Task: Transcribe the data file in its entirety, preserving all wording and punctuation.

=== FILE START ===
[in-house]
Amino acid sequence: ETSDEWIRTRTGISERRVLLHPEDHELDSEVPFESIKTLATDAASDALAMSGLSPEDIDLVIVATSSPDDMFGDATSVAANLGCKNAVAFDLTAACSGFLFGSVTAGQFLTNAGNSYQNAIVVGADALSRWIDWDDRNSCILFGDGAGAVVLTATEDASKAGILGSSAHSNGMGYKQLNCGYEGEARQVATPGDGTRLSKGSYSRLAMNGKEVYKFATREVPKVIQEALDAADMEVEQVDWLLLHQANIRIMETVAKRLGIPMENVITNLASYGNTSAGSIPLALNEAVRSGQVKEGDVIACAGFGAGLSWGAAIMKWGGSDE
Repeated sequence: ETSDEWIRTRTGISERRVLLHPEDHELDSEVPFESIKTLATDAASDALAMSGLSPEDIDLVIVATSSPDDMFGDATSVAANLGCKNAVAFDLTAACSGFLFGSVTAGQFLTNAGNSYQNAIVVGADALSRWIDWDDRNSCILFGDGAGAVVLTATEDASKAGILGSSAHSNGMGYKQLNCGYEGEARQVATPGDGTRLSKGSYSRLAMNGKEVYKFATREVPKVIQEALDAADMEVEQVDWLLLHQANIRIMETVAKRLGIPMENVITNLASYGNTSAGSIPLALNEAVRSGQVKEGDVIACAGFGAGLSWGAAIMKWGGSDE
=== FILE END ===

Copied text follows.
[in-house]
Amino acid sequence: ETSDEWIRTRTGISERRVLLHPEDHELDSEVPFESIKTLATDAASDALAMSGLSPEDIDLVIVATSSPDDMFGDATSVAANLGCKNAVAFDLTAACSGFLFGSVTAGQFLTNAGNSYQNAIVVGADALSRWIDWDDRNSCILFGDGAGAVVLTATEDASKAGILGSSAHSNGMGYKQLNCGYEGEARQVATPGDGTRLSKGSYSRLAMNGKEVYKFATREVPKVIQEALDAADMEVEQVDWLLLHQANIRIMETVAKRLGIPMENVITNLASYGNTSAGSIPLALNEAVRSGQVKEGDVIACAGFGAGLSWGAAIMKWGGSDE
Repeated sequence: ETSDEWIRTRTGISERRVLLHPEDHELDSEVPFESIKTLATDAASDALAMSGLSPEDIDLVIVATSSPDDMFGDATSVAANLGCKNAVAFDLTAACSGFLFGSVTAGQFLTNAGNSYQNAIVVGADALSRWIDWDDRNSCILFGDGAGAVVLTATEDASKAGILGSSAHSNGMGYKQLNCGYEGEARQVATPGDGTRLSKGSYSRLAMNGKEVYKFATREVPKVIQEALDAADMEVEQVDWLLLHQANIRIMETVAKRLGIPMENVITNLASYGNTSAGSIPLALNEAVRSGQVKEGDVIACAGFGAGLSWGAAIMKWGGSDE